Lawmakers are Told Higher Education is Key to Lifting Citizens out of Poverty
The head of Kentucky’s Council on Postsecondary Education foresees a dire future for higher education if the state can’t correct its budget woes soon. CPE President Robert King told a budget subcommittee today that Governor Steve Beshear’s 6.4 percent budget cut on higher education will definitely mean higher tuition for college students. But another increase won’t be enough to fill the hole created by four years of budget cuts.
“But if we were to raise tuition seven percent for all students, full-time, part-time, in-state, out of state, graduate, undergraduate, etc. It would only produce sixty-one million dollars of revenue against one hundred and twenty to sixty million dollars of hole we have to fill," King told the panel.
Those numbers are based on the CPE’s projections on university needs for building maintenance, faculty retention and operating expenses. King says those areas have either not been funded or have been severely cut in past years. King has one piece of good news for students. He says despite the budget cuts, CPE will not allow universities to increase tuition seven percent or more.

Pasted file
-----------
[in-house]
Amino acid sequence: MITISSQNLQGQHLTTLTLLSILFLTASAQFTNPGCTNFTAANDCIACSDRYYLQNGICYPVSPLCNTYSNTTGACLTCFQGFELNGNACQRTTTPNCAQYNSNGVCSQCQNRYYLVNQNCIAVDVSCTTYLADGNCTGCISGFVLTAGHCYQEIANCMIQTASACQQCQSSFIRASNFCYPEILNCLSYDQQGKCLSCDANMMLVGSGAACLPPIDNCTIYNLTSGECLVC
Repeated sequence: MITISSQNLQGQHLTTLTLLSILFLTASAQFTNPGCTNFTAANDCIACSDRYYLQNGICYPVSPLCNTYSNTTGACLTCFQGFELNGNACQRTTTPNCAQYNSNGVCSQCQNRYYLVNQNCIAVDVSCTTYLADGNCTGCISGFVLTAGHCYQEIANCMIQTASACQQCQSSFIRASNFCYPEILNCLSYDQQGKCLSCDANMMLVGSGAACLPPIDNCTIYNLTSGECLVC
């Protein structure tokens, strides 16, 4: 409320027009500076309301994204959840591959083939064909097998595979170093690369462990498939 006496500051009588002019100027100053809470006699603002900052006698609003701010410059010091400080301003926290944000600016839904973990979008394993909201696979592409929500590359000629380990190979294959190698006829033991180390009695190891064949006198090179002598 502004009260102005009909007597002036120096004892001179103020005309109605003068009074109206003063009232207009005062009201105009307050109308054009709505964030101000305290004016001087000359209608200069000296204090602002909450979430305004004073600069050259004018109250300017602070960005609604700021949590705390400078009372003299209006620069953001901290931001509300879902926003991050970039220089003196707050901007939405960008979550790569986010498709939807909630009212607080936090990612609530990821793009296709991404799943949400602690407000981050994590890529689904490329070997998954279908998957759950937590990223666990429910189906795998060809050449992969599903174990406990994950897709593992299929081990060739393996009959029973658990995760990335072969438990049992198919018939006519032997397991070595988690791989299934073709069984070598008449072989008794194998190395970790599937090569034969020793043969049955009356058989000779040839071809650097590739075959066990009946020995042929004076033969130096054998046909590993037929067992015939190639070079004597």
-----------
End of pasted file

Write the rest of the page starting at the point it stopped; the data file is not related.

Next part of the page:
As part of his presentation, King pleaded with lawmakers to focus on education as a way to fix the state’s poverty problems. He said if the state funded higher education then budget drains like Medicare and jail funds would decrease.
“What I think this shows us is that we are expending our money and our public policies to the symptoms and now starting to seriously underfund the cure (of poverty),” he said.
Reduction of financial commitments or budget cuts has left universities unable to maintain buildings and retain faculty, much less make needed improvements, he told the committee.